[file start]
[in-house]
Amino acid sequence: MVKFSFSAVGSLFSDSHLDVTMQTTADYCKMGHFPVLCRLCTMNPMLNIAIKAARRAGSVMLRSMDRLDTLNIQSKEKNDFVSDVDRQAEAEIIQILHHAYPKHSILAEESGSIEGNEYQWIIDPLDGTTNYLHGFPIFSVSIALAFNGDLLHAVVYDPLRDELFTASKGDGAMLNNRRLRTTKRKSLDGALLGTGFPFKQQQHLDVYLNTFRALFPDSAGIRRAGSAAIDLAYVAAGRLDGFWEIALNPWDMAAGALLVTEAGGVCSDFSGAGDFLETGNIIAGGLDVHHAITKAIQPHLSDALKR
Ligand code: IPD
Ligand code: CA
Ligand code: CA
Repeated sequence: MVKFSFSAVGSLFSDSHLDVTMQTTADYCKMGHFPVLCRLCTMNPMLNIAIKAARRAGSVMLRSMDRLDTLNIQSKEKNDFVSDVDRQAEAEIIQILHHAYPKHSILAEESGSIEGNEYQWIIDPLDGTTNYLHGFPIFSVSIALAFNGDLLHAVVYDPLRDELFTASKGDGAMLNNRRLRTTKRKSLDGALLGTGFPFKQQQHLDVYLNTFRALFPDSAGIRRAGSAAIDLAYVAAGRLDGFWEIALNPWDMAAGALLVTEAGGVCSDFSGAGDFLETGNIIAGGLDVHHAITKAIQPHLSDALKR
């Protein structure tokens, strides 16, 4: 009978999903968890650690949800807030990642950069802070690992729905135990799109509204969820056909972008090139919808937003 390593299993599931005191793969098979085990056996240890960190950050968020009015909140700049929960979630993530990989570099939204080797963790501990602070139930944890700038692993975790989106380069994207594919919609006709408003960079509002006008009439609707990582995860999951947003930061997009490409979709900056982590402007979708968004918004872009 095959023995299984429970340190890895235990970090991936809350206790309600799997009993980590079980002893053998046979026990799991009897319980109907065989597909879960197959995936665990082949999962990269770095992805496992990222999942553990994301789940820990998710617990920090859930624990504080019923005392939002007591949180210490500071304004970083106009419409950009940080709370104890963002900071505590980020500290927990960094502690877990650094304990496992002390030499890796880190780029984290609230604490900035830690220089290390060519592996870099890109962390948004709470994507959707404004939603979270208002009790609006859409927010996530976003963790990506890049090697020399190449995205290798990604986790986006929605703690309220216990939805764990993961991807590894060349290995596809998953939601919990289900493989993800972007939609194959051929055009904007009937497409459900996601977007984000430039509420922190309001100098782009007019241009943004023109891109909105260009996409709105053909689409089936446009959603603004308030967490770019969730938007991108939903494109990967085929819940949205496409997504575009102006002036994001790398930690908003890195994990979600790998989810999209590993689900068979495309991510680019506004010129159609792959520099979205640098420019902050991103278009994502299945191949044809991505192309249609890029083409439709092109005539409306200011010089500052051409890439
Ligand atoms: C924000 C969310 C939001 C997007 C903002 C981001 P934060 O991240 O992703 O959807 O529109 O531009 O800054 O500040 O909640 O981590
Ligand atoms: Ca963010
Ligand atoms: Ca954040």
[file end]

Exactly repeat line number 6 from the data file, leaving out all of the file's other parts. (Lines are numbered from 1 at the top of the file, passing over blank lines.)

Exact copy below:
Repeated sequence: MVKFSFSAVGSLFSDSHLDVTMQTTADYCKMGHFPVLCRLCTMNPMLNIAIKAARRAGSVMLRSMDRLDTLNIQSKEKNDFVSDVDRQAEAEIIQILHHAYPKHSILAEESGSIEGNEYQWIIDPLDGTTNYLHGFPIFSVSIALAFNGDLLHAVVYDPLRDELFTASKGDGAMLNNRRLRTTKRKSLDGALLGTGFPFKQQQHLDVYLNTFRALFPDSAGIRRAGSAAIDLAYVAAGRLDGFWEIALNPWDMAAGALLVTEAGGVCSDFSGAGDFLETGNIIAGGLDVHHAITKAIQPHLSDALKR